“I’m here because I love my Saviour,” says Elder Charles. His voice cracks as he coughs back his tears. “God loves the people here, and I can’t live another day without telling people that. I just can’t do that.” The 163 young men surrounding him, including three faces on skype, clap their hands and Elder Charles falls back in the wooden pew. Elder Beatty rises: “My Father in heaven has blessed my life in so many ways. I’m not more important than the people of Argentina so why would I withhold my blessing from them?”
These are the modern day saints. Personally selected by the 12 Apostles who head the Mormon Council back in Salt Lake City, Utah, these young men have come to Argentina to spread God’s love.
In South America there are more than 50 Mormon missions, and each year they welcome in thousands of new members. Over the next 24 months the men and women present today will trawl the streets of Buenos Aires for the long-suffering. They’ll preach on the Subte. They’ll preach on the bus. They’ll preach in the pouring rain. They’ll preach on the way to the supermarket. And when they hear no for the hundredth time, they’ll preach some more.
Soldiers of God
Mormon missionary service begins at age 19 for boys, and age 20 for girls. “We devote ourselves to Christ,” says Elder Jones who is coming up on 18 months in Argentina. Missionaries are permitted to speak to their families twice a year – Christmas and Mother’s Day, and they get one day off a week.
“Is it hard not talking to your family for all that time? Of course, I have seven siblings. I left home when my brother was one so I spoke to him for the first time this Christmas. But I’ve been called here. This is where God wants me.”
“We teach that first impressions are very important. We must always represent the Lord,” says Richard Gulbrandsen, president of the Buenos Aires North Mission in Virreyes. “In the heat the young men can take off their jackets.” Under the southern sun, the president and his wife boast not a wrinkle, nor a bead of sweat between them.
“When a young man or woman desires to go on a mission they fill out their papers and the 12 apostles look at a photo and seek an impression as to where they should serve.” He slows down on the subject of purity. “Its about worthiness. Sex, health, eating well.” And indeed, scanning the assembly of young missionaries, not a soul is bursting at their trouser seam. The soapsuds literally lift into the air. If Crest were filming, this would be the scene.
Learning the Missionary Way
Today is missionary training day. Tomorrow the new members will hit the streets with the gospel in hand. The president and his wife move along the pews, with Gulbrandsen embracing the men, one-by-one, and Hermana Gulbrandsen reaching out her arms to the 18 female members. Three missionaries are tuning in over skype from Ushuaia and Bariloche. Class ranges from Spanish instruction, to practice missionary scenarios. Throughout the lesson, anyone is invited to share their revelations and many members take the stand to describe when they felt God by their side. “Yesterday at a supermarket, I was just thinking…” begins one of the sisters.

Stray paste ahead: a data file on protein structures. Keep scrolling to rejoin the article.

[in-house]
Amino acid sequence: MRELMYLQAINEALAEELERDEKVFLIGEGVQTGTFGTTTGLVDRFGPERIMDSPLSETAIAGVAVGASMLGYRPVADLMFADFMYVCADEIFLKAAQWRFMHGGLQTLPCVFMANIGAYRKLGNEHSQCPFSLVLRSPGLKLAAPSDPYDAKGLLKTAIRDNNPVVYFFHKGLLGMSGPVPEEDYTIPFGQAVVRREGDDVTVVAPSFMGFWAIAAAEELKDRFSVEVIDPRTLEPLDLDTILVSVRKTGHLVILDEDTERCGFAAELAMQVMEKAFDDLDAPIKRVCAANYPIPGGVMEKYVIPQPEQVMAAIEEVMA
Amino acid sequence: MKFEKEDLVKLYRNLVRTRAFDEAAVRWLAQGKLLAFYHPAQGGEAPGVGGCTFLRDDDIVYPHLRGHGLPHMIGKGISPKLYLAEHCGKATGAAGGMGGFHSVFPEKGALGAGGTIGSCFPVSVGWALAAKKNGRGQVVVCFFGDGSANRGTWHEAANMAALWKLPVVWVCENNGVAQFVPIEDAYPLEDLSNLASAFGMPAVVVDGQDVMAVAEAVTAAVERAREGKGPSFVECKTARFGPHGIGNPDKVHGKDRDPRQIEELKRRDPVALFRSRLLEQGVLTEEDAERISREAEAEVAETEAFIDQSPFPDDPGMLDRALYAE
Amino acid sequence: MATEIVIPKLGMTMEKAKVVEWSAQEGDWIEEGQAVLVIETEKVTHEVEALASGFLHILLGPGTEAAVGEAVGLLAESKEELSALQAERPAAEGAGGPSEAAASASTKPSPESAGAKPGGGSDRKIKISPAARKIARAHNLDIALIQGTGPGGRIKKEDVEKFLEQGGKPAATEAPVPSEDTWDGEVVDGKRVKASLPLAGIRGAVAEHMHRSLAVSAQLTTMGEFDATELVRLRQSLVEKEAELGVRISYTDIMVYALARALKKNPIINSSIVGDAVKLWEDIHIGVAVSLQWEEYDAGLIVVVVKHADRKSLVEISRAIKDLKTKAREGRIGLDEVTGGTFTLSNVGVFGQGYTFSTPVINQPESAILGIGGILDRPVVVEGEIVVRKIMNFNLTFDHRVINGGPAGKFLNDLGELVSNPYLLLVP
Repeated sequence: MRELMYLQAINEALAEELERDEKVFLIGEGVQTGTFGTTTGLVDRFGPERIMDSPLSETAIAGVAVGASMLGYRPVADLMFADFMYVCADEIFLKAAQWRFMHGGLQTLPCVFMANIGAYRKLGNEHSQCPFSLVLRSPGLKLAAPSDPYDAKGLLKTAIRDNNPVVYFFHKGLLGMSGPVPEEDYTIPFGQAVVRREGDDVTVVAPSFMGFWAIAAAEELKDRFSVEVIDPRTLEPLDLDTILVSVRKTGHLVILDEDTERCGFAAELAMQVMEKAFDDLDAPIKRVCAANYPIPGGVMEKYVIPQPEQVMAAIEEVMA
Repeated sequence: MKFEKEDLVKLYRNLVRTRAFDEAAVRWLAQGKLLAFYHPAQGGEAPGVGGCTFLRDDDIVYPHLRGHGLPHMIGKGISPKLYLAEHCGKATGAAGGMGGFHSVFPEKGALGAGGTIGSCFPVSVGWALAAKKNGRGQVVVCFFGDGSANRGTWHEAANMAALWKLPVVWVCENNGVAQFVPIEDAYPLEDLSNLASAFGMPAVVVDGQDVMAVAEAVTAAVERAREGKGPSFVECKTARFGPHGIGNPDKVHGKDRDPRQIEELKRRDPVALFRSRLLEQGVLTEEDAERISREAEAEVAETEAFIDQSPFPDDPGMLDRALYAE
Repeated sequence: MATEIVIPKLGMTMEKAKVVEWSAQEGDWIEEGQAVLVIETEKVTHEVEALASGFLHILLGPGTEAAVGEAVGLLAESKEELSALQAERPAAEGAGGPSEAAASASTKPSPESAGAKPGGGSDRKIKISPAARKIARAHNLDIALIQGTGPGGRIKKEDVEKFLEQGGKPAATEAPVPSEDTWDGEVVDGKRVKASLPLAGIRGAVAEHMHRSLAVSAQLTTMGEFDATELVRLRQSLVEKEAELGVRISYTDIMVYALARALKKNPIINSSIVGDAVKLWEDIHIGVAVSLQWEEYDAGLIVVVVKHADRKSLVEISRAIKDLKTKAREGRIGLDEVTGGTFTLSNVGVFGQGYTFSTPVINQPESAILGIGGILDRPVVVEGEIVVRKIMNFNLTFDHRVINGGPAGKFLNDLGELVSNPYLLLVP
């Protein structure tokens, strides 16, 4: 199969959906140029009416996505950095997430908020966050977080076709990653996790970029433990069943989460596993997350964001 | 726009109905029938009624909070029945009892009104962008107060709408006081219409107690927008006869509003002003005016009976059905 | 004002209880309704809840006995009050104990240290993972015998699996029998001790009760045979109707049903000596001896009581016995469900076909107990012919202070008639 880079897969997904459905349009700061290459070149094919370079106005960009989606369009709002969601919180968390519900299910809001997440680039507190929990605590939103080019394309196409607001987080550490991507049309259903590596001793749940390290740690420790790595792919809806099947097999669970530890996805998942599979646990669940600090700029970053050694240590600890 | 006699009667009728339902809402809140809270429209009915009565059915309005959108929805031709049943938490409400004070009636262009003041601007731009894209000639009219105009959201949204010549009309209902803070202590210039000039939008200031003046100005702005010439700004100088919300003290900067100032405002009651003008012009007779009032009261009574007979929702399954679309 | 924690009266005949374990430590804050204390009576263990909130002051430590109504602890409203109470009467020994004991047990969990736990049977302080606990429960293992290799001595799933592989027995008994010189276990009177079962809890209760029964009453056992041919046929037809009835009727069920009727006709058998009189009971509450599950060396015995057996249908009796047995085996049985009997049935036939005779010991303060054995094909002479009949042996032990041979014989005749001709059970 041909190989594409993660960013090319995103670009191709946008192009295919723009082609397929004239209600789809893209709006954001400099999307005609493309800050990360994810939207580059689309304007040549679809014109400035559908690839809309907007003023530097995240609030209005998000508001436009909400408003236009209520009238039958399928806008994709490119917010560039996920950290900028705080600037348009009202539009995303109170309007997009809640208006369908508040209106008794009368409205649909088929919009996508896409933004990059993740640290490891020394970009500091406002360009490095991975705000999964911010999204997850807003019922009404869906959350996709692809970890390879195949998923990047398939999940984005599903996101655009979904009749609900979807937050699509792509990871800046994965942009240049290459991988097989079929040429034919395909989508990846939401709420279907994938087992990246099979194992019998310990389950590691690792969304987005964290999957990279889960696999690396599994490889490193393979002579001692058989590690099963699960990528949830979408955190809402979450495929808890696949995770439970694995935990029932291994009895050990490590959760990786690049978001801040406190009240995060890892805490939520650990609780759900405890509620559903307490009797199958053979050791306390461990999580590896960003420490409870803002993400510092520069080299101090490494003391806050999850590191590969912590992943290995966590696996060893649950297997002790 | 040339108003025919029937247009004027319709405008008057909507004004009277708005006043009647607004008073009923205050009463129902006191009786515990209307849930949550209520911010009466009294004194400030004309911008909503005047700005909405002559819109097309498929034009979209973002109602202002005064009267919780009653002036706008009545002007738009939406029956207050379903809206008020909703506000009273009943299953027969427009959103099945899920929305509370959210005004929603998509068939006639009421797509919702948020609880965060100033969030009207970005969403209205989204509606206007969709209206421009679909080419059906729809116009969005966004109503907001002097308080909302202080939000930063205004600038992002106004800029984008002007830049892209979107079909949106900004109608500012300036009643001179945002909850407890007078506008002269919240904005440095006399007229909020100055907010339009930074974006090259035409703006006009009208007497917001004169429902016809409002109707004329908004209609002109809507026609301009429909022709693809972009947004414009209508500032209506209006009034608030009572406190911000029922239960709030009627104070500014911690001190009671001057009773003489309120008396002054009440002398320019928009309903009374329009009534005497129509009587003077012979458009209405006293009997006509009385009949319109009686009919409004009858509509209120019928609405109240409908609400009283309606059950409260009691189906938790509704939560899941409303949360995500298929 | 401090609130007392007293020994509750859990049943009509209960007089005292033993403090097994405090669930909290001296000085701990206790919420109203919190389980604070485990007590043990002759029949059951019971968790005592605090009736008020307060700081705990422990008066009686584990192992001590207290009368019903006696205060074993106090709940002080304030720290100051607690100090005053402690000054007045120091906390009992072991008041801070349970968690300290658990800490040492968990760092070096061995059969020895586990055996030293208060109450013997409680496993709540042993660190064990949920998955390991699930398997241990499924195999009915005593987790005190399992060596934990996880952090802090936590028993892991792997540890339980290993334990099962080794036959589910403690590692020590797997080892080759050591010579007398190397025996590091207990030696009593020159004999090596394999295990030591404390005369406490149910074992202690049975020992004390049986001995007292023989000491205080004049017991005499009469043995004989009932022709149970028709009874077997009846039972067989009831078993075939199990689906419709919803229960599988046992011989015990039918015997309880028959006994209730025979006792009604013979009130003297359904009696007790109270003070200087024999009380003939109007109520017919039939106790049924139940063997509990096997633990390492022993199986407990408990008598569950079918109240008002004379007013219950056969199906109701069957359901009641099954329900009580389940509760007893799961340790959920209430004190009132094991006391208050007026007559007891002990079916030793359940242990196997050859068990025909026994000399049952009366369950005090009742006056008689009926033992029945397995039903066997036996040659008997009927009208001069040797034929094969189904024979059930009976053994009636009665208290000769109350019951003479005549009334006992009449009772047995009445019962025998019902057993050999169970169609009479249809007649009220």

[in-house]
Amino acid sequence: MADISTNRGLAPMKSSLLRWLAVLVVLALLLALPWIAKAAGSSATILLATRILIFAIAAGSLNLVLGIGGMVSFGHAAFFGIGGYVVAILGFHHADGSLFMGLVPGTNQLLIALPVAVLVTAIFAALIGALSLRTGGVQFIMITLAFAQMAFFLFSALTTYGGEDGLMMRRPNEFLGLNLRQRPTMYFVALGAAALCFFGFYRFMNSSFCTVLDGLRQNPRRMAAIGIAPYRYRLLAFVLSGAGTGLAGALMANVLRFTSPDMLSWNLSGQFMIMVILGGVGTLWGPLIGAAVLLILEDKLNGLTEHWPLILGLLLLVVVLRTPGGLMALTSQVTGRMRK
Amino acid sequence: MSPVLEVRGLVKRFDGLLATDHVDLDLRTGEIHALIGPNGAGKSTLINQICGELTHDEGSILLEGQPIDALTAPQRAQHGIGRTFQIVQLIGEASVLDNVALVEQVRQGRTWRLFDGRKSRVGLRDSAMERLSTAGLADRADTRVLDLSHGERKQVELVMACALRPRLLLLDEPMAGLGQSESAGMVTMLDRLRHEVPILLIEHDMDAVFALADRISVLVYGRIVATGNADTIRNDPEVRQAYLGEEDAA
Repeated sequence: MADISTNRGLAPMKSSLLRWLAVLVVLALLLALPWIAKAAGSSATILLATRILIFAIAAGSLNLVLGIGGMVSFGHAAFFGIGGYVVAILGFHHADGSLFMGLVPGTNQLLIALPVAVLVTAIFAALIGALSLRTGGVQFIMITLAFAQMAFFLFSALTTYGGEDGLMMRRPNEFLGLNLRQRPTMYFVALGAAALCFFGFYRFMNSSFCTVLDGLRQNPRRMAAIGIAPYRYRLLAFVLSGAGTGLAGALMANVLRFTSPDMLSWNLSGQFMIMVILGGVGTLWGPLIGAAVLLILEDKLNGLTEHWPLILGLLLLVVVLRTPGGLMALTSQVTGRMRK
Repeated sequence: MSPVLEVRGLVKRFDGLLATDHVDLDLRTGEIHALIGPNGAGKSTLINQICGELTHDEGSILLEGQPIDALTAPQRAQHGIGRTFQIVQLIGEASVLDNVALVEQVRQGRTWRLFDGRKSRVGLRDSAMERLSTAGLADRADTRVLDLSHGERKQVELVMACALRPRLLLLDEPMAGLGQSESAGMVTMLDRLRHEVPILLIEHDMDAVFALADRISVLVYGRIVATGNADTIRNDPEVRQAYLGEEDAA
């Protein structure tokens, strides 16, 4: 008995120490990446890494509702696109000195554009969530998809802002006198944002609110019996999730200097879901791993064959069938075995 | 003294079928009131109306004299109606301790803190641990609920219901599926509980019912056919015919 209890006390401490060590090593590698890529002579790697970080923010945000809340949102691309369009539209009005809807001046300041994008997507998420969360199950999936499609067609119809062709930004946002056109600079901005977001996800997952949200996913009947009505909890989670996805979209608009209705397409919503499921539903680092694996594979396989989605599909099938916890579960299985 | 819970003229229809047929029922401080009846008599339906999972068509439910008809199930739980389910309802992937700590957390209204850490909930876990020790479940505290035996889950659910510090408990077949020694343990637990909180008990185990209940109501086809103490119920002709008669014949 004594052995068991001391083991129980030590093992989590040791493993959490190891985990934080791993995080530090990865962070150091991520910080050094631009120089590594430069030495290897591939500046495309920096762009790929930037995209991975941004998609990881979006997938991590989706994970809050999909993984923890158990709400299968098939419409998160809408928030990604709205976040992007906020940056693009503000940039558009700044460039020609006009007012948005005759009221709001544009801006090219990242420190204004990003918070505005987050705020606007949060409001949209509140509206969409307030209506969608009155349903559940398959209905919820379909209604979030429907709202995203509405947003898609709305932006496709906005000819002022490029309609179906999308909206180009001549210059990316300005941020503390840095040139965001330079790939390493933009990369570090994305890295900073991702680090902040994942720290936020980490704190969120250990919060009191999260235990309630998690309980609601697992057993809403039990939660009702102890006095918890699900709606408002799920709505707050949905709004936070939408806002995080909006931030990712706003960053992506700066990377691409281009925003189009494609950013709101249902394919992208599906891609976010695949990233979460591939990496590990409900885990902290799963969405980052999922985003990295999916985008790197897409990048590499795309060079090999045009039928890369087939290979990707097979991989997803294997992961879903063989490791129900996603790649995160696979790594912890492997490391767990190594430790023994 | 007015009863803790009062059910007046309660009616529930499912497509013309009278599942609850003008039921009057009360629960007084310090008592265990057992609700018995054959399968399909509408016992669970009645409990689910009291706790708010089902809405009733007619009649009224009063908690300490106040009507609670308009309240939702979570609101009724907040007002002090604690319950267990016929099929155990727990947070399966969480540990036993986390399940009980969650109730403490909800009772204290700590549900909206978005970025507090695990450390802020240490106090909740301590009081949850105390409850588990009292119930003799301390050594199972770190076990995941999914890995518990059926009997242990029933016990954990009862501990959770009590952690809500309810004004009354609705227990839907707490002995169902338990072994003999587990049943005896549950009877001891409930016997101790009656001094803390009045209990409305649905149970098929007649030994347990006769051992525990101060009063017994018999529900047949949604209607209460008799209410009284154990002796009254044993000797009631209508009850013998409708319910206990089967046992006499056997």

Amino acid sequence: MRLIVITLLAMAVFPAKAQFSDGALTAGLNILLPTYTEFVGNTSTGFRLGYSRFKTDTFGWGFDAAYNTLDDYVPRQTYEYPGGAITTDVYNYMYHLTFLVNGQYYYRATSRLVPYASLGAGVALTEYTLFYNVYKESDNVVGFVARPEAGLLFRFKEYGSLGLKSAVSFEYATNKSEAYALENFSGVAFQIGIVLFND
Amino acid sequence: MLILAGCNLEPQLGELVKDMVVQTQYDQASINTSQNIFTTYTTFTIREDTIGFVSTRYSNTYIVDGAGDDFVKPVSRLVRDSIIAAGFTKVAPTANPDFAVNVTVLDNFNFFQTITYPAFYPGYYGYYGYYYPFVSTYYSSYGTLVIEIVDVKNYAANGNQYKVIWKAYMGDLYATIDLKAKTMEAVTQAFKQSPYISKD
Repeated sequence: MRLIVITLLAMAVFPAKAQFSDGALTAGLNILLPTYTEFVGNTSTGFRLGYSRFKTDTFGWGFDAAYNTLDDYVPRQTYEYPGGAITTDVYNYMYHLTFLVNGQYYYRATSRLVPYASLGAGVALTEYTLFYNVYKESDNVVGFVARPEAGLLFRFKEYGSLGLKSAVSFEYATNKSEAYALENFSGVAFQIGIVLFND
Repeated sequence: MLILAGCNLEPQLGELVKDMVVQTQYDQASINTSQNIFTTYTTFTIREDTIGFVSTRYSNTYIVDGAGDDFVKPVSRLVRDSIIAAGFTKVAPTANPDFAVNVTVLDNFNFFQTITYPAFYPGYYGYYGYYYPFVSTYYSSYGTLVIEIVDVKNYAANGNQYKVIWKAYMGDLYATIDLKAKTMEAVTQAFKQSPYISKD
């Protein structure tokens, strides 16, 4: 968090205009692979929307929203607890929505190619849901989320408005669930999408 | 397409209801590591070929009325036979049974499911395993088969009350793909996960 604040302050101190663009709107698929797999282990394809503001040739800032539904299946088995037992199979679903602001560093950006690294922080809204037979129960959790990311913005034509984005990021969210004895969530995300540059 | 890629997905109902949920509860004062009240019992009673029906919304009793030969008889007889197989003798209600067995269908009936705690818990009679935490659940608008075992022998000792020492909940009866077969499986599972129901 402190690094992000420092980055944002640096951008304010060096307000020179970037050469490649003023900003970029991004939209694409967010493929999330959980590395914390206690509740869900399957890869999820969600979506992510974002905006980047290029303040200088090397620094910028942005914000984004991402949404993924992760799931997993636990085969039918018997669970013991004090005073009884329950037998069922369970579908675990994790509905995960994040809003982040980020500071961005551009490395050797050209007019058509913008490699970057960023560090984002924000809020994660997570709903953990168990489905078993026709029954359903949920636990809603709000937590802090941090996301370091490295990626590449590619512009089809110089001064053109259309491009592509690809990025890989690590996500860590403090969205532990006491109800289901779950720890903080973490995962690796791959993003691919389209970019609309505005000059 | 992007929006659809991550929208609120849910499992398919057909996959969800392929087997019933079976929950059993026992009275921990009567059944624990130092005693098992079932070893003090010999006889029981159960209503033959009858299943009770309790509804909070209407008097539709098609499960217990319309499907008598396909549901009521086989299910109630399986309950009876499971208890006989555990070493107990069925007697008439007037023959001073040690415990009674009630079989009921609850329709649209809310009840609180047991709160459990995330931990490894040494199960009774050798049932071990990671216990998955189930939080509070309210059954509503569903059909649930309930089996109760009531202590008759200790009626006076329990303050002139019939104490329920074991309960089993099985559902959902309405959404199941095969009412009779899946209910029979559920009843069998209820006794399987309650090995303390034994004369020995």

But above and beyond a heavenly calling, completing a mission also requires some earthly engagement. “I’ve worked in my dad’s business since I was 10, and each year I put away half my wages so I could do this,” says Elder Godfrey, 20, from Utah. The Mormon Church has tallied a blanket fee that applies to all missionaries across the globe. Remarkably well spoken and steady with his response, Elder Godfrey is miles ahead of his bawdy 20-year-old peers back home. But in this particular church hall, his dedication and sobriety barely stands out against the stern demeanor of every boy in the room.
The train is hot and stuffy, as expected for a BA summer. But the boys know that public transport is great place to preach. The city, so famous for its exhaust spewing buses, has found a special friend in the Mormon missionaries. “Buses are a good place to make contacts and do missionary work. Get used to standing. They are usually very full,” instructs the North Mission website. “When we see a family we always talk to them,” says Elder Jones, “they’re the best.”
But rejection is far too common a thread and the learning curve is steep. Elder Jones began the mission a wide-eyed teenager from a large, loving family in Utah. He had worked to stay pure, he played basketball in High School, and he had God in his heart. He turned down a sports scholarship to join the mission; when he returns home he will attend The University of Utah. He still doesn’t know what he wants to study, but he knows he will bring his family up in the Church.
Back at the mission, President Gulbrandsen is proud of the young men’s hard work. All of them, he explains, brave the elements everyday, walking for miles in the pouring rain or under the beating hot sun. Mostly people say no. Sometimes they’re outright ignored. “But the Heavenly Father lives. That’s why we’re here. It’s why we wake up every day at 6am, it’s why we get rejected everyday. We’re not called the Latter Days Saints because of what we are. We’re called this because of what we’re trying to be.”